Film Review: LES MISERABLES
Thursday, 17 January 2013

LES MISERABLES

This well-made film of the musical has an astonishing performance by Hugh Jackman

Written by Kat Brown
Based on Claude-Michel Schönberg and Alain Boublil’s musical version of the Victor Hugo novel, which became a worldwide smash after Cameron Mackintosh brought it to Britain, Les Mis’s classic tale of romance, morality and crushing poverty in revolution-era France has enchanted millions – and for those who found it fine rather than fantastic, this film might change their view.

Tom Hooper’s latest film after the Oscar-winning The King’s Speech, looks set to make just as much of an awards sweep, thanks to brave direction – the excellent cast sings live – outstanding costumes and make-up.

From the garish hair and terrible teeth of the conniving Thénardiers (Sacha Baron Cohen and Helena Bonham Carter) to the broken teeth of the French poor, it looks as convincing as it can be when half the cast are A-listers. It would be nothing without the astonishing performance of Hugh Jackman, who anchors the film with all the grace of a stately ship. His Jean Valjean is excellent: a credible thief, whose redemption at the hands of a bishop (played by the original Valjean, Colm Wilkinson) leads to a life alternately spent on the run from the tenacious policeman Javert (Russell Crowe) and trying to have a better life.

Years after breaking parole, Valjean owns a factory, where Fantine (Anne Hathaway), a young, abandoned mother, works. When she is fired, due in part to an oversight by Valjean, her downward spiral towards poverty, prostitution and death is utterly shocking. Where the stage version shied away from Hugo’s darker elements, such as Fantine selling her teeth, the film does not, and the loss of her dignity pours into one of the film’s most electrifyingly sung scenes.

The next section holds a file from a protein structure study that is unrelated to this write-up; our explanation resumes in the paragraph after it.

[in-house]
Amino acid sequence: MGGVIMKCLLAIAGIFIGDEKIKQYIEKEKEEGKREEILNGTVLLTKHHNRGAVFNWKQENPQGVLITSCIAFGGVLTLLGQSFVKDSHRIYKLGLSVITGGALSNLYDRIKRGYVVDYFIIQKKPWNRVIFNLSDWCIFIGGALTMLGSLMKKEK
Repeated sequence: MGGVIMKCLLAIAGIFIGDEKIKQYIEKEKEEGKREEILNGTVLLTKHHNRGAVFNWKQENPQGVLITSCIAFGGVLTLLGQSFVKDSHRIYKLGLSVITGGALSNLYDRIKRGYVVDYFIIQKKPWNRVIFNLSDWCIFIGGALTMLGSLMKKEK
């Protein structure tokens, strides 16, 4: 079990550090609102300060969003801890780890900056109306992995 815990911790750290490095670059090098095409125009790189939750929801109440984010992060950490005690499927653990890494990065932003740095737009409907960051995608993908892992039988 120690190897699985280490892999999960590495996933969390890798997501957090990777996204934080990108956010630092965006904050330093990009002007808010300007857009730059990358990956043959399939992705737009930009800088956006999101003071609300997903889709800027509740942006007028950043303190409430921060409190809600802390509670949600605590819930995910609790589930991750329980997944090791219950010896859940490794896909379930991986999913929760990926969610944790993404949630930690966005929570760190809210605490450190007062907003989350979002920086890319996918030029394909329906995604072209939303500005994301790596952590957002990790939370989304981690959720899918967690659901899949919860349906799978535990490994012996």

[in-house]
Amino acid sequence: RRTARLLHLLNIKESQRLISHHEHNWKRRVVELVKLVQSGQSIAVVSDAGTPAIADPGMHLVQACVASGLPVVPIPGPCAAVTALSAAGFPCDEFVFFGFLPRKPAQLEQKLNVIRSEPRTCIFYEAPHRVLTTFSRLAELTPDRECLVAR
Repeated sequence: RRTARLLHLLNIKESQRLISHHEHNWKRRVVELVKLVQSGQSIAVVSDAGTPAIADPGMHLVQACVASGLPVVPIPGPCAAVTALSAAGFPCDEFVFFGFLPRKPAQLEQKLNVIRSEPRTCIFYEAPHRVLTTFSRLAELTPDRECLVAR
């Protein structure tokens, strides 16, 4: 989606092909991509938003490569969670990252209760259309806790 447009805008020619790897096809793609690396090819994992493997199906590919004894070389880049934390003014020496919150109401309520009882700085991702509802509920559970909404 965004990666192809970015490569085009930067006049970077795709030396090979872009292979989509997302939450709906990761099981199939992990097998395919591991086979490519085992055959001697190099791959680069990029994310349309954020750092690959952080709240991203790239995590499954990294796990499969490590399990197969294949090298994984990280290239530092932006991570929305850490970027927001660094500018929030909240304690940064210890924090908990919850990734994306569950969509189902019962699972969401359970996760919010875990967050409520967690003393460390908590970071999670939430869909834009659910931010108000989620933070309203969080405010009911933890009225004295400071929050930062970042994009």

Her song, I Dreamed A Dream, long the bane of school drama teachers, is delivered in a way that is so ragged, so furious and so shocking, that it stuns you. Hathaway’s deservedly Oscar tipped performance strips away any association with Susan Boyle, and becomes fresh and terrifying.

The same cannot be said for Russell Crowe. His man-hunting Javert has all the gravitas of a man who has misplaced his sandwich and is quite put out. Crowe has turned in wonderful performances in the past, but whenever Javert is on screen, you wish he wasn’t.

Despite Hooper’s best efforts, the odd bit of musical hokum sneaks in. Do we need a stranger walking past Samantha Barks’s Eponine at the exact moment she sings ‘the streets are full of strangers’? And there were guffaws when a giant, obviously fake, butterfly landed on Cosette (Amanda Seyfried) while singing A Heart Full Of Love, with Eddie Redmayne’s Marius.

However, even the tritest of winged beasts can’t lessen the impact of the score, or the sight of French soldiers marching down Paris’s streets (actually Greenwich), or Valjean and prisoners growling the opening ‘Look Down’. But for theatre fans, this film captures exactly the emotion and exhilaration of the musical, and shows non-believers why we love them so.


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